The following speech was made by Secretary General Interfaith International Charles Graves on August 1st 2007 at the launch of the human rights torch. For more information on the torch, please see http://www.clearharmony.net/articles/200708/40724.html
Ladies and gentlemen,
The authorities of the People’s Republic of China have not taken an official position to tolerate the practice of Falun Gong in China. Therefore we continue to proclaim that modern, enlightened states cannot uphold the torch of the Olympic Games while at the same time suppress the torch of religious belief.
Obviously it was the highest political authority in the People’s Republic which sought for, and obtained, the right to hold the Olympic Games in 2008, and it is the highest political authority in the People’s Republic which promotes the persecution and oppression of the Falun Gong movement.
The purpose of this ceremony today is to point out the inconsistency in the People’s Republic’s ‘politics’. How can a government support the high ideals of the Olympic Games and at the same time denigrate and try to demolish a sincere religious movement within its borders? This is the anomaly of Chinese politics.
Every country exhibits such an anomaly to a greater or lesser extent. What the country proclaims as its ideals and what it does politically very often does not match. On the other hand, under the pressure of outside political influences, many countries try to change their policies to fit the international ideals.
On the question of upholding Olympic ideals while at the same time persecuting Falun Gong, we are here today in Athens, symbolically, trying to show the Chinese political leaders that they should change their policies and allow religious tolerance of Falun Gong in their country. Religious tolerance is a major principle of the United Nations.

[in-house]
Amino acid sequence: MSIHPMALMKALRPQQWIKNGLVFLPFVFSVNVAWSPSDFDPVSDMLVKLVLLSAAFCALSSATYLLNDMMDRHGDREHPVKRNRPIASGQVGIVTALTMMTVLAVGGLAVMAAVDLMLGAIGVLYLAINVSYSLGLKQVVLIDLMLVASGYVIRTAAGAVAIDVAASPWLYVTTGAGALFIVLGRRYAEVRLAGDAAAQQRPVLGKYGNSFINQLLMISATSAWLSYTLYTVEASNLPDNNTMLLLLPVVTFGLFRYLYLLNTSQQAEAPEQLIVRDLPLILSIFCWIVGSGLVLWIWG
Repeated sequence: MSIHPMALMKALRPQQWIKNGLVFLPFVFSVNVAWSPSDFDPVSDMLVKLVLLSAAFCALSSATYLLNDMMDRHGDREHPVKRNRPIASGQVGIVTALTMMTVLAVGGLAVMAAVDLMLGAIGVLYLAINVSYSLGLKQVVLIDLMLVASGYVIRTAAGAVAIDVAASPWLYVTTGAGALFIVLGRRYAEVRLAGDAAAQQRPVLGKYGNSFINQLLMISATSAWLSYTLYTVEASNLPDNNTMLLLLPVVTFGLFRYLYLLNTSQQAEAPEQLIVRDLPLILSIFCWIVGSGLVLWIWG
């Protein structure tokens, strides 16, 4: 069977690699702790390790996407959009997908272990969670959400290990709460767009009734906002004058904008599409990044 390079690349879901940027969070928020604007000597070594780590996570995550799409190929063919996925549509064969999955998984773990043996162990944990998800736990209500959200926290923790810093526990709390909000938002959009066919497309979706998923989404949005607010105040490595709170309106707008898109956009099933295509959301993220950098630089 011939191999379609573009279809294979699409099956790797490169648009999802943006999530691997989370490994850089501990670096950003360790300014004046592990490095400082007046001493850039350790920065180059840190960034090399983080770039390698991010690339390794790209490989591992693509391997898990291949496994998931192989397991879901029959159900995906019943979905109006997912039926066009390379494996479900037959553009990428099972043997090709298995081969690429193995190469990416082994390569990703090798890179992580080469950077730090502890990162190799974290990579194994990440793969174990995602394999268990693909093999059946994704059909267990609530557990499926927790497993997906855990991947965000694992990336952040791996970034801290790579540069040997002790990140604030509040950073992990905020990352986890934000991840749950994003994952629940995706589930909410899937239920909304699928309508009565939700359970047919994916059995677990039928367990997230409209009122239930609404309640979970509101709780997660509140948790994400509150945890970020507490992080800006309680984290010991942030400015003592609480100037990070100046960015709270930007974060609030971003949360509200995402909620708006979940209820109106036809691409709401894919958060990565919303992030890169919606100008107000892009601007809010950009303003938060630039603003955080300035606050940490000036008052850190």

China has no special ‘right’ to practise discrimination against any of its religious minorities. Each country which has agreed to follow United Nations principles must make every effort to promote a political system which protects the human rights it has agreed to. Many political leaders who have visited China have asked the political leaders of the People’s Republic to respect human rights. Among these requests is that China respect the religious orientations of the Falun Gong belief. In the Tang dynasty period such respect was forthcoming. Foreign born religions such as Buddhism and Christianity were tolerated in Xian (Hsi-an).
Falun Gong may appear to the Chinese authorities as ‘foreign-born’ yet its first growth was indigenous to China. In fact, such a growth made the political authorities fearful, and they suppressed Falun Gong. But such fear is not the best support for long term political decisions. The Tang emperors showed no such fear. A mature Chinese political leadership should not allow such fears to compromise its position as one of the contemporary world leaders. The Chinese government should bypass its fear and allow tolerance of the Falun Gong movement and protect Falun Gong rights.
Charles Graves. D. Theol.
1 August 2007
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